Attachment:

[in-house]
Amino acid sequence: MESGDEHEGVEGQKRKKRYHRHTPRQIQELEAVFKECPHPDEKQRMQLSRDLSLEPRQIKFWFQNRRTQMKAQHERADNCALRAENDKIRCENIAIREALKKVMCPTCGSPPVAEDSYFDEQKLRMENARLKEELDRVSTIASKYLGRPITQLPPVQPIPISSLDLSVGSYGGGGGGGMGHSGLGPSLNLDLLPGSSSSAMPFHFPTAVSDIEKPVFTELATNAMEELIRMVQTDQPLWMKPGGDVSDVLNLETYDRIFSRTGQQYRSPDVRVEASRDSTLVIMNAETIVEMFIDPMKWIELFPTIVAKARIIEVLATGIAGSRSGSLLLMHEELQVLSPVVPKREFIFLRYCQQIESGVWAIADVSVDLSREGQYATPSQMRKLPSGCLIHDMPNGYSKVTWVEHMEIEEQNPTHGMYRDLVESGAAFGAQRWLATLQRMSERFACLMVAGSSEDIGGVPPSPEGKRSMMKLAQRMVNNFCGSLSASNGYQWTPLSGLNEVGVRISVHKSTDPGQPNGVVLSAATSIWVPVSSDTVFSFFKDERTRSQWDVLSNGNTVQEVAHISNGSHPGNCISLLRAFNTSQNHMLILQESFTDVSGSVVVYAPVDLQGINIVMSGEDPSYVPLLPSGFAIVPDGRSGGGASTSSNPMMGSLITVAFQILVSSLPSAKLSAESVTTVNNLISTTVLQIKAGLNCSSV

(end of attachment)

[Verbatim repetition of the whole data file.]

[in-house]
Amino acid sequence: MESGDEHEGVEGQKRKKRYHRHTPRQIQELEAVFKECPHPDEKQRMQLSRDLSLEPRQIKFWFQNRRTQMKAQHERADNCALRAENDKIRCENIAIREALKKVMCPTCGSPPVAEDSYFDEQKLRMENARLKEELDRVSTIASKYLGRPITQLPPVQPIPISSLDLSVGSYGGGGGGGMGHSGLGPSLNLDLLPGSSSSAMPFHFPTAVSDIEKPVFTELATNAMEELIRMVQTDQPLWMKPGGDVSDVLNLETYDRIFSRTGQQYRSPDVRVEASRDSTLVIMNAETIVEMFIDPMKWIELFPTIVAKARIIEVLATGIAGSRSGSLLLMHEELQVLSPVVPKREFIFLRYCQQIESGVWAIADVSVDLSREGQYATPSQMRKLPSGCLIHDMPNGYSKVTWVEHMEIEEQNPTHGMYRDLVESGAAFGAQRWLATLQRMSERFACLMVAGSSEDIGGVPPSPEGKRSMMKLAQRMVNNFCGSLSASNGYQWTPLSGLNEVGVRISVHKSTDPGQPNGVVLSAATSIWVPVSSDTVFSFFKDERTRSQWDVLSNGNTVQEVAHISNGSHPGNCISLLRAFNTSQNHMLILQESFTDVSGSVVVYAPVDLQGINIVMSGEDPSYVPLLPSGFAIVPDGRSGGGASTSSNPMMGSLITVAFQILVSSLPSAKLSAESVTTVNNLISTTVLQIKAGLNCSSV